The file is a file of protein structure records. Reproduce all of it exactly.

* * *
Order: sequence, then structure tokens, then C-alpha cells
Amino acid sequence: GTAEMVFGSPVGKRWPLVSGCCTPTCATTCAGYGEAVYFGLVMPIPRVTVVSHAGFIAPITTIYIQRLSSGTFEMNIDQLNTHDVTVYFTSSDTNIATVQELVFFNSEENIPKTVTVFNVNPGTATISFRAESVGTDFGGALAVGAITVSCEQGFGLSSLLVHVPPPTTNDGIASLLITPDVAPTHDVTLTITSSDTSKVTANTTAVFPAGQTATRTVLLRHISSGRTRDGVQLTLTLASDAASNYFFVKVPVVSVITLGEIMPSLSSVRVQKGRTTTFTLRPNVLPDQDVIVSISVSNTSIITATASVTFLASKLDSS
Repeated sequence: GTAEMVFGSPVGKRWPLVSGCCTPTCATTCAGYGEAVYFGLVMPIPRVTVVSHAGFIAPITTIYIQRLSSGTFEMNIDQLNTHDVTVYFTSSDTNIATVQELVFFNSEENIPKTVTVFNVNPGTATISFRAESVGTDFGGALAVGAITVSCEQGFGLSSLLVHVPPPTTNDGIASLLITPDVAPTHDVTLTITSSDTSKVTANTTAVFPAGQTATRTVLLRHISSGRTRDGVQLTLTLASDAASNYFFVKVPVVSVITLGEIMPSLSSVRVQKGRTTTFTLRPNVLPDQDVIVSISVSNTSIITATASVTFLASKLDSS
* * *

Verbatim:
Order: sequence, then structure tokens, then C-alpha cells
Amino acid sequence: GTAEMVFGSPVGKRWPLVSGCCTPTCATTCAGYGEAVYFGLVMPIPRVTVVSHAGFIAPITTIYIQRLSSGTFEMNIDQLNTHDVTVYFTSSDTNIATVQELVFFNSEENIPKTVTVFNVNPGTATISFRAESVGTDFGGALAVGAITVSCEQGFGLSSLLVHVPPPTTNDGIASLLITPDVAPTHDVTLTITSSDTSKVTANTTAVFPAGQTATRTVLLRHISSGRTRDGVQLTLTLASDAASNYFFVKVPVVSVITLGEIMPSLSSVRVQKGRTTTFTLRPNVLPDQDVIVSISVSNTSIITATASVTFLASKLDSS
Repeated sequence: GTAEMVFGSPVGKRWPLVSGCCTPTCATTCAGYGEAVYFGLVMPIPRVTVVSHAGFIAPITTIYIQRLSSGTFEMNIDQLNTHDVTVYFTSSDTNIATVQELVFFNSEENIPKTVTVFNVNPGTATISFRAESVGTDFGGALAVGAITVSCEQGFGLSSLLVHVPPPTTNDGIASLLITPDVAPTHDVTLTITSSDTSKVTANTTAVFPAGQTATRTVLLRHISSGRTRDGVQLTLTLASDAASNYFFVKVPVVSVITLGEIMPSLSSVRVQKGRTTTFTLRPNVLPDQDVIVSISVSNTSIITATASVTFLASKLDSS